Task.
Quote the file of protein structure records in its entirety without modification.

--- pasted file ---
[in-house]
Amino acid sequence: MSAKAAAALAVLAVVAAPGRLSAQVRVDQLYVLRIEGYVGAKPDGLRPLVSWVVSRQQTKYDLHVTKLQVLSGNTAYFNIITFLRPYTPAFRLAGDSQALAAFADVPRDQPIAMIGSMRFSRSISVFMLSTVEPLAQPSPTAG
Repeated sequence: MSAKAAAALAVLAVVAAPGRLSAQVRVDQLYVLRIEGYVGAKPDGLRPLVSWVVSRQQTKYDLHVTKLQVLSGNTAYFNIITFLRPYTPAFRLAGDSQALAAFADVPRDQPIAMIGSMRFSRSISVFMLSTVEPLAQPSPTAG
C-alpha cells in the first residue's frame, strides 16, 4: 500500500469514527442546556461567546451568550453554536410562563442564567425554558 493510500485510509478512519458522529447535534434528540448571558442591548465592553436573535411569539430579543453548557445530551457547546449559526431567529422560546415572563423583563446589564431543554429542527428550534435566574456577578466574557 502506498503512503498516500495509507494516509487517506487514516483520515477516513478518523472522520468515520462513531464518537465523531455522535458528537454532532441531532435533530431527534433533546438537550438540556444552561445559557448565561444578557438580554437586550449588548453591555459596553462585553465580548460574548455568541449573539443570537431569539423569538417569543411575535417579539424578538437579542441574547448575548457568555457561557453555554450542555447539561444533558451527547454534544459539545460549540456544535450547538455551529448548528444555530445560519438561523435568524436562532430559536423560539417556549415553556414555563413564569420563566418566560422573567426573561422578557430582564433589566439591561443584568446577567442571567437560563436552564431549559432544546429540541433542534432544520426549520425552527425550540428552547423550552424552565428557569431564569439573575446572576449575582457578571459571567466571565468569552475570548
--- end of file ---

[in-house]
Amino acid sequence: MSAKAAAALAVLAVVAAPGRLSAQVRVDQLYVLRIEGYVGAKPDGLRPLVSWVVSRQQTKYDLHVTKLQVLSGNTAYFNIITFLRPYTPAFRLAGDSQALAAFADVPRDQPIAMIGSMRFSRSISVFMLSTVEPLAQPSPTAG
Repeated sequence: MSAKAAAALAVLAVVAAPGRLSAQVRVDQLYVLRIEGYVGAKPDGLRPLVSWVVSRQQTKYDLHVTKLQVLSGNTAYFNIITFLRPYTPAFRLAGDSQALAAFADVPRDQPIAMIGSMRFSRSISVFMLSTVEPLAQPSPTAG
C-alpha cells in the first residue's frame, strides 16, 4: 500500500469514527442546556461567546451568550453554536410562563442564567425554558 493510500485510509478512519458522529447535534434528540448571558442591548465592553436573535411569539430579543453548557445530551457547546449559526431567529422560546415572563423583563446589564431543554429542527428550534435566574456577578466574557 502506498503512503498516500495509507494516509487517506487514516483520515477516513478518523472522520468515520462513531464518537465523531455522535458528537454532532441531532435533530431527534433533546438537550438540556444552561445559557448565561444578557438580554437586550449588548453591555459596553462585553465580548460574548455568541449573539443570537431569539423569538417569543411575535417579539424578538437579542441574547448575548457568555457561557453555554450542555447539561444533558451527547454534544459539545460549540456544535450547538455551529448548528444555530445560519438561523435568524436562532430559536423560539417556549415553556414555563413564569420563566418566560422573567426573561422578557430582564433589566439591561443584568446577567442571567437560563436552564431549559432544546429540541433542534432544520426549520425552527425550540428552547423550552424552565428557569431564569439573575446572576449575582457578571459571567466571565468569552475570548